CHICAGO (CN) – A dry cleaning business may be liable for contaminating a neighboring property with a possible carcinogen for more than a decade, a federal judge ruled.
For nearly 35 years, Edward and Helen Ditchfield operated a dry cleaning business, River Forest Cleaners, in River Forest, Ill., a suburb of Chicago.
A common solvent used in the dry cleaning process, perchloroethlene or “perc,” is known to be a possible carcinogen. Perc is denser than water and not very soluble, so when it seeps into the ground, it is difficult to clean up.
From 1978 to 1992, the Ditchfields used a machine that used 100 gallons of perc each month. It required the transfer of clothing from the washer to the dryer mid-cycle, which allowed vaporized perc to escape into the air when the machine operator opened the washer door.
Edward Ditchfield testified that the “very vast majority” of perc simply “evaporated into the air,” during this 14 year period.
In 1992, the couple switched to a more environmentally friendly machine that only used 50 gallons of perc per year – a 96 percent reduction in perc consumption – and was self-contained, so far less vaporized perc escaped.
Following a foreclosure, Forest Park National Bank & Trust (FPNB) repossessed a neighboring residential property in 2009. An environmental assessment found that the soil and groundwater on the property were contaminated with perc above EPA standards.
Shortly thereafter, the EPA tested the site and also found contamination levels to be over the legal limit. In 2011, Edward Ditchfield and the EPA signed a settlement agreement requiring Ditchfield to pay almost $40,000 for cleanup costs.
However, the settlement did not address the contamination to FPNB’s property. The bank sued the Ditchfields, seeking a judgment ordering them to pay for environmental clean-up costs on its property.
U.S. District Judge Rebecca Pallmeyer granted the dry cleaners motion for summary judgment in part, finding that the bank may only claim relief for an ongoing violation, not for a wholly past offense.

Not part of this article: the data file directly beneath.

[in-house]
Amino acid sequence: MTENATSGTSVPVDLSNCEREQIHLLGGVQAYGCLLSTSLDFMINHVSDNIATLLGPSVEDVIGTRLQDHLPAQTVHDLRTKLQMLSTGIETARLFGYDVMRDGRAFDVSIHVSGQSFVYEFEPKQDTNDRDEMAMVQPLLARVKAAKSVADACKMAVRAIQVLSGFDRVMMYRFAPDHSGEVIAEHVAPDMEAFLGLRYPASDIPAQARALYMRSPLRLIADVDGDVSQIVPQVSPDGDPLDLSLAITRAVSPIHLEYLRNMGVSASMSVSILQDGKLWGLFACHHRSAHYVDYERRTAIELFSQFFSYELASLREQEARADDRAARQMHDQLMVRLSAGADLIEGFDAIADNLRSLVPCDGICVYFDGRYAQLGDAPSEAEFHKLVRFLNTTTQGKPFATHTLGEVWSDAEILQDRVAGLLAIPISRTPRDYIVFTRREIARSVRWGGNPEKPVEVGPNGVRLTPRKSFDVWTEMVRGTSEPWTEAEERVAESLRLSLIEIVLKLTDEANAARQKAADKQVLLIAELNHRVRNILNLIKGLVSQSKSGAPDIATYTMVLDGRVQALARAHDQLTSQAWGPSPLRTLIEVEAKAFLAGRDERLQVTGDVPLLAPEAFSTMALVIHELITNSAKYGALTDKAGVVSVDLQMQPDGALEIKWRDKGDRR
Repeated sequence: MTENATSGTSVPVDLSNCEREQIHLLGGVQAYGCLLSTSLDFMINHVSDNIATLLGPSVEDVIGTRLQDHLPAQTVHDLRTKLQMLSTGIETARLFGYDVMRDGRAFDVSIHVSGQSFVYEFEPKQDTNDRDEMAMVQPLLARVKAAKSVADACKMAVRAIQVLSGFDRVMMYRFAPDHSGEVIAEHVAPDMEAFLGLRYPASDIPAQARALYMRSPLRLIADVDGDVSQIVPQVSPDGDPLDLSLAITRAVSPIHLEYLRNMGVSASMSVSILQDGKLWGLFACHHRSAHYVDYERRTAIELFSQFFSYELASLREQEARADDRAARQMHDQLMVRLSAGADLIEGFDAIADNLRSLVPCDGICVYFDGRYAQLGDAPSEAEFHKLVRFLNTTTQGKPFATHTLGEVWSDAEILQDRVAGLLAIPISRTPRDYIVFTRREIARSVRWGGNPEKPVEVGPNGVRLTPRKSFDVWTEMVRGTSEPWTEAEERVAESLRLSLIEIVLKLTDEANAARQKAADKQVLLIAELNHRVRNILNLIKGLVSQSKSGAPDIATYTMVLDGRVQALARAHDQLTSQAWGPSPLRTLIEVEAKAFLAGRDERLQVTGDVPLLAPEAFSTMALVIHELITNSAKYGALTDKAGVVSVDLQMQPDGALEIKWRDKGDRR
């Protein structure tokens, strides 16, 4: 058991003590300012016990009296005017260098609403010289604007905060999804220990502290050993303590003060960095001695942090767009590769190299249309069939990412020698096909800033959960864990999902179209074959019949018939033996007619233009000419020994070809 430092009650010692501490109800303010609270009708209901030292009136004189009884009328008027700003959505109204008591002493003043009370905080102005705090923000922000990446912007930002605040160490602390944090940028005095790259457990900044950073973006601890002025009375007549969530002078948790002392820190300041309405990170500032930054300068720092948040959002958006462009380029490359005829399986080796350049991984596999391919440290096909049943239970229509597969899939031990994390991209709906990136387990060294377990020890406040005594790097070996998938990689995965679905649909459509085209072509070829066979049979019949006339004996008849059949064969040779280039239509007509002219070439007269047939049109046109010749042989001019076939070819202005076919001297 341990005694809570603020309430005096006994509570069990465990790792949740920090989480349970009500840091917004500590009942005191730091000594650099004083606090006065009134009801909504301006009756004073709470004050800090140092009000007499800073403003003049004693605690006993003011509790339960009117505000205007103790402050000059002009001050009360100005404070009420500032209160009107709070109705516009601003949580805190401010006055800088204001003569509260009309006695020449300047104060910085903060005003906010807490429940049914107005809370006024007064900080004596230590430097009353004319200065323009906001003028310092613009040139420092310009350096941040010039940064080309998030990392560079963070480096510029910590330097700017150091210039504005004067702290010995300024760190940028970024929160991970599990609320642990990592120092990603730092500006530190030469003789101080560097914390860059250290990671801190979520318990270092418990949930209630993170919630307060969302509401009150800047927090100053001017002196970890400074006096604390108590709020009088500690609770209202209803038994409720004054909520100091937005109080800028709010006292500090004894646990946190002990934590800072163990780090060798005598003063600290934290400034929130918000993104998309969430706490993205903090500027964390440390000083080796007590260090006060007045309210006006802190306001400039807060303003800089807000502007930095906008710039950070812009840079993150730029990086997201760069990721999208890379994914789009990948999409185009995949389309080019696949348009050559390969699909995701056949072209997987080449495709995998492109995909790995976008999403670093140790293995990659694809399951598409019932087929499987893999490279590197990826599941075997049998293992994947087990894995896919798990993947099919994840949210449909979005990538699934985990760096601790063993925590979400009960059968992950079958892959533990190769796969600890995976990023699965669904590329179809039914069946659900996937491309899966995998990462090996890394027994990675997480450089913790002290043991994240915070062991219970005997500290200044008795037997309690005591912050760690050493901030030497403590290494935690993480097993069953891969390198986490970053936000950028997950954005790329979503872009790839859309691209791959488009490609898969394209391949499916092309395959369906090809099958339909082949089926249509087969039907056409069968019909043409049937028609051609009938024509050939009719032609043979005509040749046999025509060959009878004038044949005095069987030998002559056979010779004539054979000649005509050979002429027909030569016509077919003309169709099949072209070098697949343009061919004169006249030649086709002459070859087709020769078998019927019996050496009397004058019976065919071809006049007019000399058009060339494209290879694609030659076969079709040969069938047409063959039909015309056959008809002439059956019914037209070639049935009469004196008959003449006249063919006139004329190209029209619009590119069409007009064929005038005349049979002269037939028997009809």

“FPNB owns a residential property immediately adjacent to defendants’ property, which is indisputably contaminated with hazardous materials such that the EPA investigated the property and ordered remedial measures for other nearby commercial facilities. Should the contamination continue to spread, FPNB could suffer further decreased value of its property and heightened threats to the health of any employees that inspect, clean, or show the property in an effort to sell it,” Pallmeyer said.
However, since the dry cleaners no longer emit illegal levels of perc, the bank cannot sue over the continued contamination of the property. Granting the bank relief for past offenses “would make every and any illegal emission actionable, even of a de minimis amount of pollutant that poses no genuine threat. Such an approach could divert resources from truly threatening violations and allow any individual to supplant agency enforcement determinations,” Pallmeyer found.
The bank may pursue its claim that the Ditchfields violated “Illinois regulations requiring them to properly label drums, maintain hazardous waste manifest, submit annual reports and develop a written closure plan,” the court said.
Pallmeyer also ruled that the bank’s suit does not interfere with the Ditchfield’s settlement with the EPA. “There is no evidence that this litigation is delaying or will delay the completion of an ongoing cleanup action. To the contrary, the evidence suggests that FPNB’s suit seeks to jumpstart a nonexistent cleanup action. In that sense, this citizen-suit serves the very gap-filling purpose for which the citizen-suit provision was designed.”